THE SURVIVOR STORIES PROJECT 2015: Bukola Oriola, 38, Nigeria & USA

The Pixel Project is proud to present our second annual Survivor Stories Blog Interview Project in honour of Mother’s Day 2015. The project runs throughout the month of May 2015 and features an interview per day with a survivor of any form of violence against women (VAW) including domestic violence, rape, sexual assault, female genital mutilation, forced/child marriage, sex trafficking, breast ironing etc. A total of 31 VAW survivor stories will be featured. This project was created to provide:

  • VAW survivors a platform to share their stories and solutions/ideas on how they rebuilt their lives and healed/are healing.
  • Girls and women currently experiencing or who have survived VAW ideas, hope, and inspiration to escape the violence and know that there is light at the tunnel and there is help out there.

This project is also part of a programme of initiatives held throughout 2015 in support of the Celebrity Male Role Model Pixel Reveal campaign that is in benefit of the National Coalition Against Domestic Violence and The Pixel Project. Donate at just US$1 per pixel to reveal the mystery Celebrity Male Role Models and help raise US$1 million for the cause while raising awareness about the important role men and boys play in ending violence against women in their communities worldwide. Donations begin at just US$10 and you can donate via the Pixel Reveal website here or the Pixel Reveal Razoo donation page here.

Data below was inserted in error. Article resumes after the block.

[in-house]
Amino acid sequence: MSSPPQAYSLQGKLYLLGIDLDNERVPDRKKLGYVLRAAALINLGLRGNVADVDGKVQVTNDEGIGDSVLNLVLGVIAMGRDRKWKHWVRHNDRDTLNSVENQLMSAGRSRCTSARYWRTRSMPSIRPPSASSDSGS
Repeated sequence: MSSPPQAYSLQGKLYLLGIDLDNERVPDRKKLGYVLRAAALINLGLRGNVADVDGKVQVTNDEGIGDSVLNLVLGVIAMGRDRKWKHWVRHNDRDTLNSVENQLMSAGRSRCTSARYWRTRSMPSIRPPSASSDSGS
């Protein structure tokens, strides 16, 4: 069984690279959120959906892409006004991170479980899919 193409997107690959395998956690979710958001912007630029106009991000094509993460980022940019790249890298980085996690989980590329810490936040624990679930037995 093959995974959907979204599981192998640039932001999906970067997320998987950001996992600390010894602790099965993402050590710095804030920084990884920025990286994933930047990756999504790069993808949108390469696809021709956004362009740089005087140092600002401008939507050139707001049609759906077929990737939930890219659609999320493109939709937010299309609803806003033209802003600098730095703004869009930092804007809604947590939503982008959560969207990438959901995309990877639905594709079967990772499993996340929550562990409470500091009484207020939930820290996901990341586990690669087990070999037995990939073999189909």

Our first 2015 Survivor Stories interview is with Bukola Oriola from Nigeria and the U.S.A.


The Survivor Bio:

Bukola Oriola is an award winning journalist and a survivor of labour trafficking. She started her journalism career in 2000 in her home country Nigeria. She became a victim of human trafficking as a result of fraud in Minnesota. She was isolated for two years, endured all forms of torture, hunger, physical, psychological and emotional abuse by husband, who took her wages and threatened deportation. Now a survivor, Oriola has dedicated her life to helping others by sharing her story through public presentations. She has put her experiences together in form of a book – Imprisoned: The Travails of a Trafficked Victim. She was awarded Change Maker 2009 by the Minnesota Women’s Press for her courage. Oriola is the producer of Imprisoned Show, a TV talk show dedicated to educating the public about human trafficking and founder of The Enitan Story, a nonprofit organisation in Minnesota with a mission to advocate for victims and empower survivors of human trafficking and domestic abuse.